On May 14, 2013, OIG published an audit of the City’s Red-Light Camera (RLC) program.
The audit found that Chicago Department of Transportation (CDOT) was unable to substantiate its claims that the City chose to install and maintain red-light cameras at intersections with the highest angle crash rates in order to increase safety. Additionally, the audit found that:
- CDOT was unable to produce evidence that it continually evaluates cameras for relocation, as stated in its “Intersection Prioritization Steps for Relocations”. Further, since the program started in 2003, the City has relocated only ten cameras from five intersections out of the present total of 384 cameras at 190 locations
- For one set of cameras, the City is spending nearly 56% of the purchase price on maintenance expenditures each year
- CDOT was unable to verify the accuracy of the information it uses to determine RLC installation locations
“The City cannot effectively manage its programs unless it measures its programs,” said Inspector General Joe Ferguson. “In addition to finding that the City cannot prove RLC installation locations are based on safety considerations, we discovered a striking lack of basic recordkeeping and analysis for this $70 million program.”
The audit, which was designed to answer nine questions posed by six members of the City Council (and can be read via the link on the right), sought to determine if red-light camera installations were made based on CDOT’s stated primary criterion of reducing angle crashes to increase safety.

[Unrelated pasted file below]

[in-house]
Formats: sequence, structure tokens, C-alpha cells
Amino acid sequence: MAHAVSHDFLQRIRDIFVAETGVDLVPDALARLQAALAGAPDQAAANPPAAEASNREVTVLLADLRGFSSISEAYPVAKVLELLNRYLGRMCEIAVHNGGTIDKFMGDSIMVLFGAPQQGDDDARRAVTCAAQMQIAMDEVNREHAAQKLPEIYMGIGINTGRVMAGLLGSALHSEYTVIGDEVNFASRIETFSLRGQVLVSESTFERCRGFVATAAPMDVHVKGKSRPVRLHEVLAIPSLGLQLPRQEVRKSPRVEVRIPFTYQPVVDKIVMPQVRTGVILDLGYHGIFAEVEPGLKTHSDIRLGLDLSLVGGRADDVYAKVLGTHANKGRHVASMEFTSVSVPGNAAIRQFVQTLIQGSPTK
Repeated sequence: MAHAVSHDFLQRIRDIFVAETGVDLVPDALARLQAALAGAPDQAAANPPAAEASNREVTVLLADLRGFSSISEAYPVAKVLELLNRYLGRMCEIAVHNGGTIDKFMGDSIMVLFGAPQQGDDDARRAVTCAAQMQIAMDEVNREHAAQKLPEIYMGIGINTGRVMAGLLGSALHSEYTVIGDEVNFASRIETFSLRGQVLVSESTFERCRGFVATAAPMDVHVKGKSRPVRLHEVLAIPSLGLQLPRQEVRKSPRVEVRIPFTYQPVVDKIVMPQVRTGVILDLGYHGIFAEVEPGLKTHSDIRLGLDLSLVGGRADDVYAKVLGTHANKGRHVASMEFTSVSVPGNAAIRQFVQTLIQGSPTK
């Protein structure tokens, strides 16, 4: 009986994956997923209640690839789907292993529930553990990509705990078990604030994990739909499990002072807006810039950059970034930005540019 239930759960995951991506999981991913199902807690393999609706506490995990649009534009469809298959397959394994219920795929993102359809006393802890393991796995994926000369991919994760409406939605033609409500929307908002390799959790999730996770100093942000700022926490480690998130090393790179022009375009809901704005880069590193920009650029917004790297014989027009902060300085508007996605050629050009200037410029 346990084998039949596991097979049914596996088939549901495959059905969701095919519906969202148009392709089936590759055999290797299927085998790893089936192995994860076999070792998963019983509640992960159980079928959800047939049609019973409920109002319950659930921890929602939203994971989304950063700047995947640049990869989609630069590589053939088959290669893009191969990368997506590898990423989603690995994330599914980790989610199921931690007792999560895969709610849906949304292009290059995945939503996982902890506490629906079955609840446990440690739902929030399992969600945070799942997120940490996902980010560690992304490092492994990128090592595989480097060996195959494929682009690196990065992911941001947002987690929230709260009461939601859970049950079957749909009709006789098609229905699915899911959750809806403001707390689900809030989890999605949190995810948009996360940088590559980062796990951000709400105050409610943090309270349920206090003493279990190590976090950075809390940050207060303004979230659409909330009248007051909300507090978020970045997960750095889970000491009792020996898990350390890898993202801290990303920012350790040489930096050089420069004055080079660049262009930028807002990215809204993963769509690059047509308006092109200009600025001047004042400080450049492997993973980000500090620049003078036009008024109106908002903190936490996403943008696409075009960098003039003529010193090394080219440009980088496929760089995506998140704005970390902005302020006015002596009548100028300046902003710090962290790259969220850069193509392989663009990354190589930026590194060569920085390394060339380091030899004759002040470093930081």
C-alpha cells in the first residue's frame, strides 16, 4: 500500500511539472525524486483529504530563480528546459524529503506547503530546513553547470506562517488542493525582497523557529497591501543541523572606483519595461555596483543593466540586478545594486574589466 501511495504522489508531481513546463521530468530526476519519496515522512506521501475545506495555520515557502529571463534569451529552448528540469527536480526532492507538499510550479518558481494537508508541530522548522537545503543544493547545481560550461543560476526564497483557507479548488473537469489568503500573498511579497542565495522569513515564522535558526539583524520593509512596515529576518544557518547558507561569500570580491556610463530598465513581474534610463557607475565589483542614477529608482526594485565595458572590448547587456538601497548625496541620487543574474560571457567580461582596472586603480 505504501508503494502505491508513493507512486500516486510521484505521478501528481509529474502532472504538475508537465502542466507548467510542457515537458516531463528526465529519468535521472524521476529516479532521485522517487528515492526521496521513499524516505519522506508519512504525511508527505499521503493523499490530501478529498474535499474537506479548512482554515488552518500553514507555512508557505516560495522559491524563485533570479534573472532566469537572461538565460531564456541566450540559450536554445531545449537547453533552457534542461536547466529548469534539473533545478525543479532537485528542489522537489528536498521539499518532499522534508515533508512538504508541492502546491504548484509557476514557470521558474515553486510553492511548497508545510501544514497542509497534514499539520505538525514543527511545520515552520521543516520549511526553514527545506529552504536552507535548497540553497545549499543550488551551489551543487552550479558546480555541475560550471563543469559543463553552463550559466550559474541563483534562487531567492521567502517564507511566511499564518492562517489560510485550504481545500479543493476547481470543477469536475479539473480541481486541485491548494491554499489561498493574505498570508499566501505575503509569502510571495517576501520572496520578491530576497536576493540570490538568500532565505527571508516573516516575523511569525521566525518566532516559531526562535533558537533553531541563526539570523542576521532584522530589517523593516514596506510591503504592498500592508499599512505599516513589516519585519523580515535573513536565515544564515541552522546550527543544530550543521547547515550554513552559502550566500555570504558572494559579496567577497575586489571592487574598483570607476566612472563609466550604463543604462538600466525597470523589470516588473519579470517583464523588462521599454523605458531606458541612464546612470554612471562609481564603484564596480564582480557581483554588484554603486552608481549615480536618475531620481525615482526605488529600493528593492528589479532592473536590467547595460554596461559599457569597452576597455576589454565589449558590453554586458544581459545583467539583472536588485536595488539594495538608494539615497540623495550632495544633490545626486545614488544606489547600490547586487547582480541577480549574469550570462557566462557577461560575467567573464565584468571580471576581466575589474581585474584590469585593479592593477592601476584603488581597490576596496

OIG made two recommendations for the City going forward. First, the City should establish and follow clear criteria for its decisions on where to locate automated traffic law enforcement systems. Second, the City should retain records and verifiable documentation of the process for each location decision.
CDOT’s response is included in the audit. CDOT stated that it intends to review the RLC installation and removal criteria and determine what, if any modifications should be made going forward. Additionally, it has pledged to work with the winning RLC vendor to review current camera locations and ensure that the criteria have been met and appropriately documented at intersections where cameras are now located.
“I support these stated intentions and look forward to the results of the analyses, which OIG will assess in a future audit of the program,” said Ferguson.